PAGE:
Directed by: Bruce Goodison
Starring: Toby Jones, Jason Newell, Simon Meacock
The premiere screening of Bruce Goodison’s long gestating examination of the struggle faced by young asylum seekers living in the UK opened with an introduction by co-star Toby Jones, who highlighted the importance of film festivals such as London’s. The actor pointed out that in such a commercially driven industry, films such as Leave To Remain, which touch on key situations within our own society, are more often than not lost amongst the vast cosmos of weekly big-budget releases. However, given the packed screening at The Rich Mix near Shoreditch High Street, there is strong debate for giving such pieces of work a wider-reaching release and deservedly so. Powerful and provocative, Leave To Remain may well be one of the highlights of this year’s festival, a necessary film that dares to tackle a subject that many people, myself included, ignorantly ignore.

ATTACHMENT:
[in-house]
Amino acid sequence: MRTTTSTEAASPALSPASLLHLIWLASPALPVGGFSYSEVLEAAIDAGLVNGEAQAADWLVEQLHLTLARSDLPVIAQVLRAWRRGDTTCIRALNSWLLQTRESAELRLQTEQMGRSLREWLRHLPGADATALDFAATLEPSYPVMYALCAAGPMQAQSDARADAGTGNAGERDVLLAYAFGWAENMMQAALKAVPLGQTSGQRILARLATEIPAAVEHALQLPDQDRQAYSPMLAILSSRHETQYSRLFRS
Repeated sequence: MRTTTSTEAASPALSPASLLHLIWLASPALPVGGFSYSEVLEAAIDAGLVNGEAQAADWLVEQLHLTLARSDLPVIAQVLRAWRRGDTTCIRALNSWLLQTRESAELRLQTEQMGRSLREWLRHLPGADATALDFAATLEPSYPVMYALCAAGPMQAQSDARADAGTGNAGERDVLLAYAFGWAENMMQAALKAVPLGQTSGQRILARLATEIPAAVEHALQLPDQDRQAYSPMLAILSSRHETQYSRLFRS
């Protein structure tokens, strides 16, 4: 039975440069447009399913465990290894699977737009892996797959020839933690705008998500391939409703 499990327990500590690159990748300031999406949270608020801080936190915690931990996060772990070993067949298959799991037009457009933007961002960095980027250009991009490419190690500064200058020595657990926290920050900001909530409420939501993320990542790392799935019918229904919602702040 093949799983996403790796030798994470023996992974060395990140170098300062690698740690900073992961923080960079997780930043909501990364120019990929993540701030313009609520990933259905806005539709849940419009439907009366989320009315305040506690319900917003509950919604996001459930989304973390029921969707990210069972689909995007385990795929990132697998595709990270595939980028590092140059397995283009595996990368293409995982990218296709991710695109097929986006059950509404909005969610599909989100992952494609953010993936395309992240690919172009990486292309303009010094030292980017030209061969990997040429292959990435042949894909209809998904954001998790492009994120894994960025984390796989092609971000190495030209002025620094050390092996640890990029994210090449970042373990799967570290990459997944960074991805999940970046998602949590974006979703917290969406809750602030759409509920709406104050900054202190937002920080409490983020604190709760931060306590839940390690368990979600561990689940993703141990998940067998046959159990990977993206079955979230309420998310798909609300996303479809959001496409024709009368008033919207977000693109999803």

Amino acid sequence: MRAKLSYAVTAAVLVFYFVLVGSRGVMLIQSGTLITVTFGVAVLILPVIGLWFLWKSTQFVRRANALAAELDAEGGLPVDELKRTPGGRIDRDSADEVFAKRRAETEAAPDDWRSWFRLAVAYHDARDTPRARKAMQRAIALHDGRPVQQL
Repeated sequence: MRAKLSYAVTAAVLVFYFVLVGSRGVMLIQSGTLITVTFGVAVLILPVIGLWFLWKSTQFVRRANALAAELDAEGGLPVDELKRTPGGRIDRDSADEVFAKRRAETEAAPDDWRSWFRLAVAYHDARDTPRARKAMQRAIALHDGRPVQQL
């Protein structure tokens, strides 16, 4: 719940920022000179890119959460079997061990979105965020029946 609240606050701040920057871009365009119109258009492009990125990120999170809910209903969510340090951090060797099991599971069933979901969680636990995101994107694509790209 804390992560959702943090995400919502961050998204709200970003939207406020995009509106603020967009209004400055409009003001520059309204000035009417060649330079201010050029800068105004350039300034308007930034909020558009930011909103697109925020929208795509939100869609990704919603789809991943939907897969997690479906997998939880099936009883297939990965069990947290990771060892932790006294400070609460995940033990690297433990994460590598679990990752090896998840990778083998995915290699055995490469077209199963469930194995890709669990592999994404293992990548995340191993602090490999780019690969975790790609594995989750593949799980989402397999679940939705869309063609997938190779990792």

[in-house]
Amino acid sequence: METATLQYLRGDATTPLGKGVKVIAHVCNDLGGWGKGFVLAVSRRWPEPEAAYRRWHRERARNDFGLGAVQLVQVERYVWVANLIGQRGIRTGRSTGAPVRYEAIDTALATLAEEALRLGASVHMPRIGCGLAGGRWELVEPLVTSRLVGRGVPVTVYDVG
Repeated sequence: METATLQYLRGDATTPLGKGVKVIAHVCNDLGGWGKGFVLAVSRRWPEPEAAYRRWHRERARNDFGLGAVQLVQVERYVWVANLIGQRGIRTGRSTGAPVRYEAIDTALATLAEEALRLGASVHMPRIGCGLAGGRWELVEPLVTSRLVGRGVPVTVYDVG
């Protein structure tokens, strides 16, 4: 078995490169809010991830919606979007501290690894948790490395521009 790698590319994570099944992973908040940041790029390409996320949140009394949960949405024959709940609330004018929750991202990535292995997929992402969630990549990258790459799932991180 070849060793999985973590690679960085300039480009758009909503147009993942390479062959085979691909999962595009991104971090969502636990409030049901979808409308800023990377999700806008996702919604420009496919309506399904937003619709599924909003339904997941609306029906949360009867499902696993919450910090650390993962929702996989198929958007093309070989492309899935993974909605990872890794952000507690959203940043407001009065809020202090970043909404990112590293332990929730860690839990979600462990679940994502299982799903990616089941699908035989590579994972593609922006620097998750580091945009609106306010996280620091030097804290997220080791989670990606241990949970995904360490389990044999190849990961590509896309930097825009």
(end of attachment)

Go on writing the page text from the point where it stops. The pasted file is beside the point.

Starting life as a documentary before gradually developing in to a feature film, Leave To Remain explores the trails of a group of teenage asylum seekers who come to Britain hoping to find a life that’s far safer and more secure than the terrible ones they have left behind in countries such as Afghanistan & Guinea. Rooted in truth, Goodison uses his expertise as a documentary maker to create a film that explores the trials and tribulations of those trying to seek asylum in a way that always feels honest rather than sensationalist.
One of the key ways Goodison accomplishes this is through his cast, predominately made up of actors who have experienced tragedies similar to the characters in the film. Top praise must be handed to the extraordinarily young Masieh Zarrien who, as recently arrived Afghan immigrant Abdul, captures the sense of both loss and hope that comes from arriving on these shores with nothing but your name and the clothes on your back. The early scenes of a timid Abdul attempting to integrate with a group of people who share similar anxieties to him are both captivating and heartbreaking, while the scenes of him trying to share his excruciating past with a perpetually dismissive Home Office alarmingly highlights the substantial flaws in our immigration system.
It does occasionally stray too close to convention, particularly during the final act, which offers an ending that’s ineffectively upbeat. However, this is a tiny shortfall for a film that dares to tackle the immigration debate with an admirable freshness that is both affecting and memorable.